• sepsis;
  • Group A steptococci;
  • superantigen;
  • gene polymorphism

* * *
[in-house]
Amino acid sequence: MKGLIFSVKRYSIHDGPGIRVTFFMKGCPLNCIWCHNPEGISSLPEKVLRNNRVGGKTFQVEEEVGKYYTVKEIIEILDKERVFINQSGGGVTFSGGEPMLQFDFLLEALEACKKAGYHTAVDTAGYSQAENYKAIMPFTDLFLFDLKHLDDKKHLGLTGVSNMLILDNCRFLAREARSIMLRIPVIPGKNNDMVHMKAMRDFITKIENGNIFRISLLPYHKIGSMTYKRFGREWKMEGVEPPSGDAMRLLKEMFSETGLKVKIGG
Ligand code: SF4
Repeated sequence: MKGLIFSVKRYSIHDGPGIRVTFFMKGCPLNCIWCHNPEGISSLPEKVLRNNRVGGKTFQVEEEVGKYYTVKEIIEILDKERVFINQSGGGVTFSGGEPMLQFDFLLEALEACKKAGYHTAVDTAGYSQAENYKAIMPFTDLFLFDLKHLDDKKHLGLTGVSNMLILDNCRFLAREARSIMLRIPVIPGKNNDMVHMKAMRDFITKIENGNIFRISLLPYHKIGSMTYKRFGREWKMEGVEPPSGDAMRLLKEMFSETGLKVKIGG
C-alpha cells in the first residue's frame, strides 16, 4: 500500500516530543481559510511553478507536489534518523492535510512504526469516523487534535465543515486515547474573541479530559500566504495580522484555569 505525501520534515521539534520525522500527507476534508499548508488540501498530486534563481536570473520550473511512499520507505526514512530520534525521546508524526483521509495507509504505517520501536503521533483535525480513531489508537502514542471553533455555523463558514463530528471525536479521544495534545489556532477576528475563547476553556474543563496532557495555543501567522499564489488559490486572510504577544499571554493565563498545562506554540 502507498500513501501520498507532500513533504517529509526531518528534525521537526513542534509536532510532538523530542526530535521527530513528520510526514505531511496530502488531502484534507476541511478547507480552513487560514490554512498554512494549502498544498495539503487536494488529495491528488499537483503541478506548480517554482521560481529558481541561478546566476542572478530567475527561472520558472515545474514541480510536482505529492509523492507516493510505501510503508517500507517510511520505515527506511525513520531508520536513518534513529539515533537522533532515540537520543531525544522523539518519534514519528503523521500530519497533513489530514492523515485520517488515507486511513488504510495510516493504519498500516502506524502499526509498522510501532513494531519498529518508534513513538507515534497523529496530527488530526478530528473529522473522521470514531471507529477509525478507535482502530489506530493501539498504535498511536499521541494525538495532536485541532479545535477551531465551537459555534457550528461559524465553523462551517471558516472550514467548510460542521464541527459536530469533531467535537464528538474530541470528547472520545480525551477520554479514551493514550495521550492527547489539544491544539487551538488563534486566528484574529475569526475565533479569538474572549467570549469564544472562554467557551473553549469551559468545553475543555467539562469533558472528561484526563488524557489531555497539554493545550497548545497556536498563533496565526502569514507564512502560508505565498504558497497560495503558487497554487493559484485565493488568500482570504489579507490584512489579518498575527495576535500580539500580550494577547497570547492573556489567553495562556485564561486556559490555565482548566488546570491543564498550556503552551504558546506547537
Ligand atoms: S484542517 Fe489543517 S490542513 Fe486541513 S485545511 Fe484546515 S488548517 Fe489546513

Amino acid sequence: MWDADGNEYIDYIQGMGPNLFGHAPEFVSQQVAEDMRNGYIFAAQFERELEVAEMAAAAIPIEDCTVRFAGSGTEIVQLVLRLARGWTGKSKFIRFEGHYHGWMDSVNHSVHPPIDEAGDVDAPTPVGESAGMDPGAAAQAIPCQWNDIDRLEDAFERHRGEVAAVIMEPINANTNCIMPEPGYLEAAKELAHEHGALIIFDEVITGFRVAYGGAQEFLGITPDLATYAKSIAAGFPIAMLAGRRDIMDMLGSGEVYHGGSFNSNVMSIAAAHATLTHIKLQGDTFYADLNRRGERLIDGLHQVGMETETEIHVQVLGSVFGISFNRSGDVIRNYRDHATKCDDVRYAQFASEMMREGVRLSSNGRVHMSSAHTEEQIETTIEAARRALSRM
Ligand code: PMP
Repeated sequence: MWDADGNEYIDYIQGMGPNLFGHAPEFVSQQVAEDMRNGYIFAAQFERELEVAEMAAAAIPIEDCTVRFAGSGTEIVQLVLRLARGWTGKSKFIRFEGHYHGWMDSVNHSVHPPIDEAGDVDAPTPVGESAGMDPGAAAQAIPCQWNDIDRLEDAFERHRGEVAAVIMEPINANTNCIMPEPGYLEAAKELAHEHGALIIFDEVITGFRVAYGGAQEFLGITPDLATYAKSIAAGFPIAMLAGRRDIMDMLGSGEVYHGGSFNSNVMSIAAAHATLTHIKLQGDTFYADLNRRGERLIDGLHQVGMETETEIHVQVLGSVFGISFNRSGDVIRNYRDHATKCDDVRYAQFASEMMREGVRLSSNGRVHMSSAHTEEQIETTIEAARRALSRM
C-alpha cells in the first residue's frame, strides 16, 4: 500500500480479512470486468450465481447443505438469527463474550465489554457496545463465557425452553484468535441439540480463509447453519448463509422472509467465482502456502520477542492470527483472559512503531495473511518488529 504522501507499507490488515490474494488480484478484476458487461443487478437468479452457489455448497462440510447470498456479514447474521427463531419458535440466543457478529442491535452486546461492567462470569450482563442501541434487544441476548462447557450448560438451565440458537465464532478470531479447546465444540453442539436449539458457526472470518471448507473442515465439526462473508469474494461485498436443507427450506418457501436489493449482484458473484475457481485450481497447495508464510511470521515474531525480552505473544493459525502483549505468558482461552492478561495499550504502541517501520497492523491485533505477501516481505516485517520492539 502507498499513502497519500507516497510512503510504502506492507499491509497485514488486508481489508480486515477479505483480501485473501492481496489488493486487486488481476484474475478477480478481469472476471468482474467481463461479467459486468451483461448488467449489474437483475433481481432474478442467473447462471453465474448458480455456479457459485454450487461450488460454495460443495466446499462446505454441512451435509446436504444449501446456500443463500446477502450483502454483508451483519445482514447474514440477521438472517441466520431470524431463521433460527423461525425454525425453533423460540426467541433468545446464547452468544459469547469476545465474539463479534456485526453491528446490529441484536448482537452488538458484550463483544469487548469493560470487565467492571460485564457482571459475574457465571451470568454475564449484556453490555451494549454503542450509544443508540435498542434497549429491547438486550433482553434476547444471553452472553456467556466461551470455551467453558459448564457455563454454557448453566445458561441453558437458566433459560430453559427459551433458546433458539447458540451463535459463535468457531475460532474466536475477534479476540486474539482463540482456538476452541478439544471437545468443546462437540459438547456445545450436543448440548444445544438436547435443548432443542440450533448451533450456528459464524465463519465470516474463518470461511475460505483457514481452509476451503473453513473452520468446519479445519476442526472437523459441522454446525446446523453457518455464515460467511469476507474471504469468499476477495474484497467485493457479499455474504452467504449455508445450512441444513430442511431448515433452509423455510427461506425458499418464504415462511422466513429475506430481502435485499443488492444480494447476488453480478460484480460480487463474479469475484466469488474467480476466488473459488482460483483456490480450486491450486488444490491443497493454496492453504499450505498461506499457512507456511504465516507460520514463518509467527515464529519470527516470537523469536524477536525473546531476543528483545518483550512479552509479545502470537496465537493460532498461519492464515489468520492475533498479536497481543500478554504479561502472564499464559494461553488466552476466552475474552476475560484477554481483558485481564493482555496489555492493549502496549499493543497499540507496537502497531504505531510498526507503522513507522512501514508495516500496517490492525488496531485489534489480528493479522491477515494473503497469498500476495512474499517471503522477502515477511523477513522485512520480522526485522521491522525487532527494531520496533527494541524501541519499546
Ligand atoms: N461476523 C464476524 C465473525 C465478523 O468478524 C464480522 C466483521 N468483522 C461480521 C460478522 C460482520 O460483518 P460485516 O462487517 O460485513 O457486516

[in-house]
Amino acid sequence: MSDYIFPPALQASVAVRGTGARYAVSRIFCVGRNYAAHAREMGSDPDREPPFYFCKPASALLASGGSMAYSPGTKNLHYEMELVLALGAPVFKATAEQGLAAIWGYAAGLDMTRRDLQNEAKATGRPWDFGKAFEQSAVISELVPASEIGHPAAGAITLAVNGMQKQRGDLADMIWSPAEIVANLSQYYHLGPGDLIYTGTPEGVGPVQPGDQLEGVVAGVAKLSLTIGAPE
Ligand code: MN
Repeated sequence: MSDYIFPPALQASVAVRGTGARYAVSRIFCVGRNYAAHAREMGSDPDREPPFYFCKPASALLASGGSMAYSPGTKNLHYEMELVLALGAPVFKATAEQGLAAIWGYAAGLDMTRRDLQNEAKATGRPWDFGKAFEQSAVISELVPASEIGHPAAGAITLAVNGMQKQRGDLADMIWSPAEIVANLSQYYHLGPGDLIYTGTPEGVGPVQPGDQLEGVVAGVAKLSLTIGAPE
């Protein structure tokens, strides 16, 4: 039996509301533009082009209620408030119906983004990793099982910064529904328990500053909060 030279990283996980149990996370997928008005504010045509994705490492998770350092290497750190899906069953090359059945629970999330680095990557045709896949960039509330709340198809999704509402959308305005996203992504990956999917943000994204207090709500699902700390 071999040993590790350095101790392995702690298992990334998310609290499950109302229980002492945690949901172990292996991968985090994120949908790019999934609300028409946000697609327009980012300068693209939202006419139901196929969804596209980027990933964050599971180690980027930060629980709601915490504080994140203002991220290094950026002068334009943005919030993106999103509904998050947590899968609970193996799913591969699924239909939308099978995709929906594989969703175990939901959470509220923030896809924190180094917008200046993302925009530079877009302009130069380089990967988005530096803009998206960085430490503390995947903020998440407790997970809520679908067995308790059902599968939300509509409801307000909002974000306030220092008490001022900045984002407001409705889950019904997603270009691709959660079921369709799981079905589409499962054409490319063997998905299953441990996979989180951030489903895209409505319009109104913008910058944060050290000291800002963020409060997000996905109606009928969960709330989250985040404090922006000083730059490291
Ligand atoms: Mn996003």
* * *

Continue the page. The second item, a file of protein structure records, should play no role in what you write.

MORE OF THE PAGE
Sepsis, the systemic inflammatory response to infection, is considered the major cause of death among critically ill patients in the developed world. While there is a general view that this reflects contributions from both the pathogen and the host with respect to an inappropriate inflammatory response, there is a lack of agreement as to the key immune mechanisms. This has been reflected in the diverse range of immunotherapies tested in clinical trials, often with rather marginal effects. The case has been made for a pathogenic role of excessive immunity, the so-called ‘cytokine storm’, and for a role of too little immunity through immune paralysis. Apoptosis is implicated as a key mechanism in both this immune paralysis and the multi-organ failure that is a feature of severe sepsis. A number of polymorphisms have been implicated in susceptibility to sepsis, including cytokine genes, HLA class II and caspase-12. In this review we focus in particular on the role of group A streptococci in severe sepsis. Here the effect of bacterial superantigens appears to be a correlate of inflammatory activation, although the precise evolutionary role of the superantigens remains unclear. Copyright © 2007 Pathological Society of Great Britain and Ireland. Published by John Wiley & Sons, Ltd.